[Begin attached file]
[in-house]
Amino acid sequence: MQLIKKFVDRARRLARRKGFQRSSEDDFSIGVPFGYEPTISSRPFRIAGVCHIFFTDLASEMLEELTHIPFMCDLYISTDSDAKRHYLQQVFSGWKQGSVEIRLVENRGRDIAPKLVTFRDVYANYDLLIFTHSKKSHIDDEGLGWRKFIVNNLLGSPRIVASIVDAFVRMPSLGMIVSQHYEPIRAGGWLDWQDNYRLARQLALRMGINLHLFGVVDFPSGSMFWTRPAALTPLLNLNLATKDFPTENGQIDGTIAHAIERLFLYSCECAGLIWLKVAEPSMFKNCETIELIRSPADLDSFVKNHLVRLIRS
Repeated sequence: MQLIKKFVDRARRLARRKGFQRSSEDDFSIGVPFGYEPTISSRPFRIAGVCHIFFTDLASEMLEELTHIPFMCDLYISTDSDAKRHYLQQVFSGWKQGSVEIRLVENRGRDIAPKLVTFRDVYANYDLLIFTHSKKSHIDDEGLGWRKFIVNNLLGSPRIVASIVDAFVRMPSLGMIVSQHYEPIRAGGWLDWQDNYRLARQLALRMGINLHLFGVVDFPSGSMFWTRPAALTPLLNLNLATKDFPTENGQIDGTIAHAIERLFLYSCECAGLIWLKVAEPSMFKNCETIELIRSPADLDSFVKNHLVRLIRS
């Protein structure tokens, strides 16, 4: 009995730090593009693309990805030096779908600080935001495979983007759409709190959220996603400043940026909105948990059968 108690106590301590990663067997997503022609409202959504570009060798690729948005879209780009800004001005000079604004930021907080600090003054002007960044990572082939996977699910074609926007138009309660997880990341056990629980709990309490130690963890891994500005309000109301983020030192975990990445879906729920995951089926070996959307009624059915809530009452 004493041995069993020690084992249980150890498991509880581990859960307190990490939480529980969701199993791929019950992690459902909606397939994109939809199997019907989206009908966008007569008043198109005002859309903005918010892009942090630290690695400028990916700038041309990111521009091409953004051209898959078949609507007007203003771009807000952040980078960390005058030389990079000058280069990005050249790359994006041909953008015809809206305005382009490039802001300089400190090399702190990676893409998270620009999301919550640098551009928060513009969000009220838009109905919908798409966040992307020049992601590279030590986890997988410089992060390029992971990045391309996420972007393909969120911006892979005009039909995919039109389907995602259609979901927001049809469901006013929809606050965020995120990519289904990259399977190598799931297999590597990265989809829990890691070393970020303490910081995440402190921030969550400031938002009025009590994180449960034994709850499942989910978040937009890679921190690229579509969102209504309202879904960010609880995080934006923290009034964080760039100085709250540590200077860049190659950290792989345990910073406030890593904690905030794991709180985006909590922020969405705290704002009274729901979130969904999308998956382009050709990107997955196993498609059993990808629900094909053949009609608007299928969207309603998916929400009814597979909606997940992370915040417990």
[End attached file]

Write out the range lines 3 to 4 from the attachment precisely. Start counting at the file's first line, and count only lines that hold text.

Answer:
Repeated sequence: MQLIKKFVDRARRLARRKGFQRSSEDDFSIGVPFGYEPTISSRPFRIAGVCHIFFTDLASEMLEELTHIPFMCDLYISTDSDAKRHYLQQVFSGWKQGSVEIRLVENRGRDIAPKLVTFRDVYANYDLLIFTHSKKSHIDDEGLGWRKFIVNNLLGSPRIVASIVDAFVRMPSLGMIVSQHYEPIRAGGWLDWQDNYRLARQLALRMGINLHLFGVVDFPSGSMFWTRPAALTPLLNLNLATKDFPTENGQIDGTIAHAIERLFLYSCECAGLIWLKVAEPSMFKNCETIELIRSPADLDSFVKNHLVRLIRS
């Protein structure tokens, strides 16, 4: 009995730090593009693309990805030096779908600080935001495979983007759409709190959220996603400043940026909105948990059968 108690106590301590990663067997997503022609409202959504570009060798690729948005879209780009800004001005000079604004930021907080600090003054002007960044990572082939996977699910074609926007138009309660997880990341056990629980709990309490130690963890891994500005309000109301983020030192975990990445879906729920995951089926070996959307009624059915809530009452 004493041995069993020690084992249980150890498991509880581990859960307190990490939480529980969701199993791929019950992690459902909606397939994109939809199997019907989206009908966008007569008043198109005002859309903005918010892009942090630290690695400028990916700038041309990111521009091409953004051209898959078949609507007007203003771009807000952040980078960390005058030389990079000058280069990005050249790359994006041909953008015809809206305005382009490039802001300089400190090399702190990676893409998270620009999301919550640098551009928060513009969000009220838009109905919908798409966040992307020049992601590279030590986890997988410089992060390029992971990045391309996420972007393909969120911006892979005009039909995919039109389907995602259609979901927001049809469901006013929809606050965020995120990519289904990259399977190598799931297999590597990265989809829990890691070393970020303490910081995440402190921030969550400031938002009025009590994180449960034994709850499942989910978040937009890679921190690229579509969102209504309202879904960010609880995080934006923290009034964080760039100085709250540590200077860049190659950290792989345990910073406030890593904690905030794991709180985006909590922020969405705290704002009274729901979130969904999308998956382009050709990107997955196993498609059993990808629900094909053949009609608007299928969207309603998916929400009814597979909606997940992370915040417990």